I have anxiety disorder. I am not sure how to explain this to someone who has not experienced a panic attack. I hate grocery stores. Eight years ago I would leave my half-filled cart in the back of the store and bolt. I hate them because I can’t see who is around the corner, on the next aisle. It stems from an abusive relationship, but just this past weekend I felt that panic again.
Let me try my best to explain a panic attack in words: your heart races, you begin to sweat, you physically tremble, you are afraid of everyone around you, you want to run far and fast – away from the situation you are in. People like me have compulsions. I count to ten over and over again. I scratch the flesh of my right hand – leaving ugly scars. Some people pull out their hair, even their eyelashes. You see, anxiety is a strange beast.
Over the years I have learned how to handle social anxiety as best I can. I want to share what I’ve learned with you.
- You are not always REQUIRED to be where you are.
Say you are at a concert and people keep touching you and bumping into you – move somewhere else. A few months ago I went to see a band I love. I was up close. It was great – until people started pushing to get to the front of the crowd. Here’s the thing, I don’t like people (especially their hair!!!) touching me if I don’t know them. Weird? Whatever. So I moved to the back of the venue. Sure, I wasn’t as close, but I was much more comfortable.
- Excuse yourself.
Oh, the ladies bathroom or someone’s guest bathroom, my temporary sanctuary. If things get too intense, you feel yourself slipping into anxiety mode, excuse yourself and go to the restroom. You can sit on the toilet lid and breathe deeply as easily as you can stand in a public stall and do your relaxation breathing. Wait ’til you’ve calmed down, then go back to the social situation. I’ve done this at bars, theaters, and family functions. It works.
- Touch someone.
I know, another strange one, but I have found that when I am in the midst of severe anxiety or near-panic attack mode, touching someone, or better yet, have someone else touch me helps. Now, I don’t mean go up to a stranger at Target and ask them to hold you. Sometimes when I start getting anxious my boyfriend will put his hand on my leg if we are sitting down. I’ve reached out and just held on to my mom’s arm before. The thing is, it grounds you. It reaffirms that you are not in this alone.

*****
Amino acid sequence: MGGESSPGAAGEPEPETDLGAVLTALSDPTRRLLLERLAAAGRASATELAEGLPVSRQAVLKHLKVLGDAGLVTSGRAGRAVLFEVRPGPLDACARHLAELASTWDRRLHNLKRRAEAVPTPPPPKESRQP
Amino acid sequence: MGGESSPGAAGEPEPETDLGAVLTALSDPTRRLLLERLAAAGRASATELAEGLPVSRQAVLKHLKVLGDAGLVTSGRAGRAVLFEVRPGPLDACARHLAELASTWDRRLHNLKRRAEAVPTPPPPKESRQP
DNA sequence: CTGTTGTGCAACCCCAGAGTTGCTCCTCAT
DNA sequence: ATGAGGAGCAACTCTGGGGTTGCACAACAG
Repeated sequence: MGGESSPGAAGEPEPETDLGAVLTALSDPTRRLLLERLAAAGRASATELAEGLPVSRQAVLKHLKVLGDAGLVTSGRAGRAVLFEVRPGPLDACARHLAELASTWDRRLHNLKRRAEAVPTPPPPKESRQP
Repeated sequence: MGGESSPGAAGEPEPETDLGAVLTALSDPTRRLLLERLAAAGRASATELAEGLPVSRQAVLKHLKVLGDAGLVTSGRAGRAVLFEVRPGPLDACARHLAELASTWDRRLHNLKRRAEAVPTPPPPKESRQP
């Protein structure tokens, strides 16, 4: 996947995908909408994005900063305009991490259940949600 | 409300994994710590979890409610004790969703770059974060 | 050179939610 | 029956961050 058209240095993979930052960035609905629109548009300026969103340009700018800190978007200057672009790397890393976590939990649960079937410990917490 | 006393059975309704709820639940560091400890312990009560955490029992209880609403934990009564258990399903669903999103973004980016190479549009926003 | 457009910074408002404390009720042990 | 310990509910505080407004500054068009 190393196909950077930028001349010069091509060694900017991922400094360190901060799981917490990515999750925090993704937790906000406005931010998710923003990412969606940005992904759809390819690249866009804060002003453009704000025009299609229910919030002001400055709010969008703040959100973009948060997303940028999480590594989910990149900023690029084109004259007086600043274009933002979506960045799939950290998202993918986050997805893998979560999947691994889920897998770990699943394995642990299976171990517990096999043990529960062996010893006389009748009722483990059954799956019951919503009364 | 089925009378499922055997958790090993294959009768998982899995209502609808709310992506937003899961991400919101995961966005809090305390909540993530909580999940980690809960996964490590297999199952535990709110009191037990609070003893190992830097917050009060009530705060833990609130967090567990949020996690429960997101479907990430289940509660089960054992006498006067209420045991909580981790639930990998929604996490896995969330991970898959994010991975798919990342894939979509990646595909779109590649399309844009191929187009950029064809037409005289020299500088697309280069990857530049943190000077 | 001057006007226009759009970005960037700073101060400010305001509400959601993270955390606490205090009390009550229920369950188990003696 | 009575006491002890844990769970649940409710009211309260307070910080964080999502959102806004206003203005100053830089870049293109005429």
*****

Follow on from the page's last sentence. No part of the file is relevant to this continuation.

- Have your medication handy.
Some of us take medication to manage our anxiety and my regiment seems to keep things pretty manageable most of the time. Maybe your psychiatrist has prescribed you Xanax to take as needed. There will be times you need it. Don’t be afraid or ashamed to take medication for a mental illness. I keep a few extra pills in this handy holder on my key chain (got it CVS near the pharmacy counter). Most likely, I will always have, or know where, my keys are in an anxiety emergency.
- Deep breathing and visualization.
These two work pretty much anywhere you are (even if you are hiding out in the bathroom). These two tools have helped me manage social anxiety many times. So what is “deep breathing?” It is simply breathing in as you count in your head to ten, then gently blowing that air back out for a count of ten. If ten is too hard start out with a lower count. You could be sitting in a movie theater and practice deep breathing or on the way to a party.
Visualization usually requires you to close your eyes, so you may want to sneak off to a quite space for a few minutes. Imagine your favorite place – a place that always makes you happy. For me, it is a coffee shop I used to frequent with a deck outside on a lake where I can watch turtles swim. I visualize myself sitting in the sun, drinking a latte, and smiling. Give it a few minutes to really relax into the visualization. Your anxiety won’t be nearly as bad when you are done.
See, there are healthy ways of dealing with social anxiety. You don’t have to scratch your wrist raw or bite your nails to the quick or pull out your hair. I understand, that for some of us, we haven’t conquered those compulsions yet, but we are all a work in progress. Don’t let anxiety keep you from enjoying being around others. Keep these tips in mind. I hope they help you.
Image courtesy of David Castillo Dominici at FreeDigitalPhotos.net